High school is full of difficult lessons. Chemistry, algebra, geometry, British literature — all were tough for me. Heck, I even had trouble with the world’s most demanding typing teacher my freshman year of high school.
(For you young folks reading this, yes, we actually once had classes in a primitive activity called “typing” in which you used all of your fingers to create words and sentences on a loud machine. This was, of course, long before the current day of creating misspelled words and incomplete thoughts with your thumbs on a smartphone. And the only time you typed “LOL” was when you accidentally left your pinky on the shift key while trying to type the words “lob” or “lot.”)
Just as difficult are the other lessons you learn in high school. You learn that you will be lumped into categories by most folks based upon what kind of clothes you can afford, what you look like or what you drive — or what your parents are driving when they drop you off.
It’s hard enough to absorb world history and figure out why we care about Mesopotamians when you’re trying to figure out where to sit in the lunchroom without either getting killed or getting subjugated to second-class citizen for the rest of your life.
But there’s one lesson that high-school-aged kids have to deal with, unfortunately, every year — the lesson that life is fleeting.
On Friday, my son lost one of his best friends in a car accident. It’s a too-familiar story each school year — kids, so full of promise and loved by so many, are gone in an instant. Sometimes, they do themselves in by texting and driving or drinking and driving. Other times, it’s just a freak accident or someone else’s fault. It’s just as tragic no matter how they are lost.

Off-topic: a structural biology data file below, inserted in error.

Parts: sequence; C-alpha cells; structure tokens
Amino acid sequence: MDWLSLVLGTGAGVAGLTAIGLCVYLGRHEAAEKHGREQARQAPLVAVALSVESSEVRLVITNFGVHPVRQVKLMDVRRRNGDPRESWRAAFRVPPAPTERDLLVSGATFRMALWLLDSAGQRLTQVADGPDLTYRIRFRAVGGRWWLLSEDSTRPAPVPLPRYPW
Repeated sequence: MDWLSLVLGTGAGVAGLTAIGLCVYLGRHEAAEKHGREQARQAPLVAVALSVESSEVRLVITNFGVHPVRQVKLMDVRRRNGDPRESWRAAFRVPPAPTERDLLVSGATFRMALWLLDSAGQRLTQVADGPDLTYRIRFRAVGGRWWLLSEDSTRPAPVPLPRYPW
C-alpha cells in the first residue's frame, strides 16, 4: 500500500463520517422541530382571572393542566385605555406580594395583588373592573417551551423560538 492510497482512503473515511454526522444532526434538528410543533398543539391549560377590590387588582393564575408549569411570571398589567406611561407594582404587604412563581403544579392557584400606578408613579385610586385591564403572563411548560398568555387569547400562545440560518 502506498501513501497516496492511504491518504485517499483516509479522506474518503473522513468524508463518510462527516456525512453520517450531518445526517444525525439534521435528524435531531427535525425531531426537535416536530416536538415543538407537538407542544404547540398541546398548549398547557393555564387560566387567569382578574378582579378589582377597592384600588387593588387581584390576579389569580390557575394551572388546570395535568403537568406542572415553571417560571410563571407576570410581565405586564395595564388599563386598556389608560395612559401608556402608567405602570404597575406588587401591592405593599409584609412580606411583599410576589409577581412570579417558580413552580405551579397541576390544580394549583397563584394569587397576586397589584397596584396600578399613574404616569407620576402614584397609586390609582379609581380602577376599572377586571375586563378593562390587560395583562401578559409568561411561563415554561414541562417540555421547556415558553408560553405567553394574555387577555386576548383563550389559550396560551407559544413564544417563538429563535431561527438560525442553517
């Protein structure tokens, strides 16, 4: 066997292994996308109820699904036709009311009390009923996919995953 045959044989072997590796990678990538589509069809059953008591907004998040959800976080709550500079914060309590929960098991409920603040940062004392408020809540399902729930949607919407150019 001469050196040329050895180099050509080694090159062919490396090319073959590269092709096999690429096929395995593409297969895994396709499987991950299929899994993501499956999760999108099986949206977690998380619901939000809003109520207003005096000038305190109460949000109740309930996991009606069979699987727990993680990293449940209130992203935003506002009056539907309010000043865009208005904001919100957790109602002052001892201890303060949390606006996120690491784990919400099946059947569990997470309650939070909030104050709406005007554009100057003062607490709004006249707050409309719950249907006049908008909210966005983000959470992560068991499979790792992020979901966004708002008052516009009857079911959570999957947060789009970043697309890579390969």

As parents, we live with the constant fear that something terrible could happen to our children. We have heart palpitations when our 16-year-olds drive off alone behind the wheel for the first time — and for the 88th time. My mom still makes me call when I fly to let her know the plane didn’t crash … and I’m 46! I try not to let her know I’m flying anywhere until I’ve come home, denying her the motherly duty of worrying.
But teenagers don’t live with that constant fear in the back of their minds that something terrible can happen. They are hit with the double-whammy of extreme pain and complete shock.
When my son recalled the last time he saw his friend the afternoon she lost her life, he said he did some silly dance in the hallway of school just to get a reaction out of her. It worked. She laughed and smiled. The last time he saw her face, she was smiling — and she was smiling because of him.
There is no good way to lose anyone, be they a family member or a friend. But some ways are worse than others. Anyone who recalls their last words spoken to someone as being done in anger or hate knows what I mean.
Imagine if we treated everyone — especially our friends and families — as if you were not going to see them tomorrow or ever again. You never know when that might actually be the case.
And there are worse things to haunt you than a friend’s smiling face.
Connect with Chris Johnson at kudzukid.com.